If the collateral is there such that a bank can seize more than 100% of the value of a loan in case of non-payment, banks will make the loan. Some of what small businessmen are experiencing now is a return to the lending standards of 20 years ago, when we still had meaningful regulation of banking activity, as opposed to plentiful but meaningless regulation which we have now. In the past couple of decades, loan money was more plentiful than dry leaves in October, but that was an aberration. Many small businessmen got used to a false economy.

Add that to the fact that many banks are in a state of suspended animation right now, and it's a recipe for a long, slow grind as the economy fundamentally restructures itself. "Recovery" is not the right word for what is happening, and will continue to happen until the Finance system cures itself of its self-inflicted cancer. These businessmen are going to have to self-finance, or make themselves vulnerable to venture capitalists, or learn that growth at any cost is an obsolete business model, or go out of business.

Painful as it is, it was the "growth at all costs" mentality that has led to the serial asset bubbles of the past few decades. It's time to retire that cannibalistic mindset before it destroys America. If you're in business and you bring enough to pay your people, your bills and yourself, you're doing well. Is there something wrong with not becoming a billionaire on borrowed money? America didn't become strong and rich and great by borrowing money at interest from banks, regardless of what bankers will tell you.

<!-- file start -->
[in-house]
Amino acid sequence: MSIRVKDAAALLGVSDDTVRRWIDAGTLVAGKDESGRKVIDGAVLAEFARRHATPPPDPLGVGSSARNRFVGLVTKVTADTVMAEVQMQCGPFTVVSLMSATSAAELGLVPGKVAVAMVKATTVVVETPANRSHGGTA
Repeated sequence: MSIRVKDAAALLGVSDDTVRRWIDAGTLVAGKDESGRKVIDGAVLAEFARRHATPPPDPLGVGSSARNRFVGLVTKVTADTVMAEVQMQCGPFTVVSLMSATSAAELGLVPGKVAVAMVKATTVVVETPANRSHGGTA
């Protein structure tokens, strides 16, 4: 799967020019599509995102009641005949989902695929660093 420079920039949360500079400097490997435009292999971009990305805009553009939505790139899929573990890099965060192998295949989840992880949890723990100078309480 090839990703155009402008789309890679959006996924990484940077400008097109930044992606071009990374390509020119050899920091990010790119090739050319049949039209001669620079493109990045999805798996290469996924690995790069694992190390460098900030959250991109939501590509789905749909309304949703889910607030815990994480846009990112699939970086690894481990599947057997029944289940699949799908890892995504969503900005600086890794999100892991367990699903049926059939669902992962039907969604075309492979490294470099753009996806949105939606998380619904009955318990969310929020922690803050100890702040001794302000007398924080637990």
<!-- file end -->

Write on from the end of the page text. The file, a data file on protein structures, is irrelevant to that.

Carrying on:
thatisright1Jan. 22, 12 9:23 AM

Dodd-Frank is causing a lot of problems outside of Wall Street this will stifle what little growth we are experiencing. I just completed a loan with a community bank (after talking to 20 different bankers and failing to get funding) that was thriving with millions of dollars in reserves only one year ago. Now, after the passage of the Dodd-Frank Act, some of the loan written by this bank were interpreted differently by the bureaucrats out in D.C. and the bank nearly collapsed because they were required by the Feds to have more cash on hand. These bureaucrats from D.C. know NOTHING about the rural agricultural economy where this bank (and sister banks) are located, yet they fill compelled to enforce restrictions to growth, development, and the operation of what had been a successful business. Thankfully, the bank was able to secure additional funds from local investors. But, this process and the ramifications of the Dodd-Frank Act are a perfect example of what's wrong with Washington. GET OUT OF OUR WAY!!

jerryaldiniJan. 22, 12 9:38 AM

Don't waste your time with banks. They lend only when 100% of the risk is removed, which eliminates 95% of small businesses. A whole new underground movement of lending is taking place outside of conventional banking, and that's where businesses need to start looking for capital.

pitythefoolsJan. 22, 12 9:55 AM

When a bank can borrow from the Fed at nearly 0%, and invest that borrowed money in T-bills at 1% why would they lend to anyone at all? Must be hard to be a banker now days.